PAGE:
View Article: PubMed Central - PubMed

Affiliation: Department of Anatomy, Physiology, and Genetics, Uniformed Services University for the Health Sciences, 4301 Jones Bridge Road, Rm. C-2114, Bethesda, 20814, MD, USA. James.Schooley@usuhs.edu.

ABSTRACT

Background: There is a close relationship between cardiovascular disease and cardiac energy metabolism, and we have previously demonstrated that palmitate inhibits myocyte contraction by increasing Kv channel activity and decreasing the action potential duration. Glucose and long chain fatty acids are the major fuel sources supporting cardiac function; however, cardiac myocytes can utilize a variety of substrates for energy generation, and previous studies demonstrate the acetate is rapidly taken up and oxidized by the heart. In this study, we tested the effects of acetate on contractile function of isolated mouse ventricular myocytes.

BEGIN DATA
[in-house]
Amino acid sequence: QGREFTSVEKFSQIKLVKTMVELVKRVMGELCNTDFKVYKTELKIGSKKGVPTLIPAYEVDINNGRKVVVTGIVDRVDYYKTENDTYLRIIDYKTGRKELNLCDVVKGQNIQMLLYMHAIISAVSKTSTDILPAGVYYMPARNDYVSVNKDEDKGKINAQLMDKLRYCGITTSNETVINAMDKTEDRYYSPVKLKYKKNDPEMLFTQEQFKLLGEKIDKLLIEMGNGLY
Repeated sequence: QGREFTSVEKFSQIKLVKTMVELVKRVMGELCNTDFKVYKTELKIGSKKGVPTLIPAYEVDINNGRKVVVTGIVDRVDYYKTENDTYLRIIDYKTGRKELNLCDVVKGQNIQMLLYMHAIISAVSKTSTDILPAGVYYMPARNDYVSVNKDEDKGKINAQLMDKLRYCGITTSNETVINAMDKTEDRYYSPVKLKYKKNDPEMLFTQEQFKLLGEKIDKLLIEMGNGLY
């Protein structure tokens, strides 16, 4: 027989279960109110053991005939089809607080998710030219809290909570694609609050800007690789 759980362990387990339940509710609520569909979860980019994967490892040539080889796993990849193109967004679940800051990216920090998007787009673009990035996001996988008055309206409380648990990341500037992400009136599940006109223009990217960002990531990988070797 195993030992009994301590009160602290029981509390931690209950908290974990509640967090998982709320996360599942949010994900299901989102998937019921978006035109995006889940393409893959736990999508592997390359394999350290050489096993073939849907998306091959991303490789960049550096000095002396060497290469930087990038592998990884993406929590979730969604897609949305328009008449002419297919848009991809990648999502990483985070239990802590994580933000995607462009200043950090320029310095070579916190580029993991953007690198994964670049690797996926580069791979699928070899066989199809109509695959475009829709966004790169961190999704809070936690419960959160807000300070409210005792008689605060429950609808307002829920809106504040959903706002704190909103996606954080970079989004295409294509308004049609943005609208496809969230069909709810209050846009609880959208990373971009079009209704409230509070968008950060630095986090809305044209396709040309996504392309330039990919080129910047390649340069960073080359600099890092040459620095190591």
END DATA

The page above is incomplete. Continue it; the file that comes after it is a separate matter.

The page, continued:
Results: Acute exposure of myocytes to 10 mM sodium acetate caused a marked, but transient, decrease in systolic sarcomere shortening (1.49 ± 0.20% vs. 5.58 ± 0.49% in control), accompanied by a significant increase in diastolic sarcomere length (1.81 ± 0.01 μm vs. 1.77 ± 0.01 μm in control), with a near linear dose response in the 1-10 mM range. Unlike palmitate, acetate caused no change in action potential duration; however, acetate markedly increased mitochondrial Ca(2+) uptake. Moreover, pretreatment of cells with the mitochondrial Ca(2+) uptake blocker, Ru-360 (10 μM), markedly suppressed the effect of acetate on contraction.

Conclusions: Lehninger and others have previously demonstrated that the anions of weak aliphatic acids such as acetate stimulate Ca(2+) uptake in isolated mitochondria. Here we show that this effect of acetate appears to extend to isolated cardiac myocytes where it transiently modulates cell contraction.

Show MeSH
Related in: MedlinePlus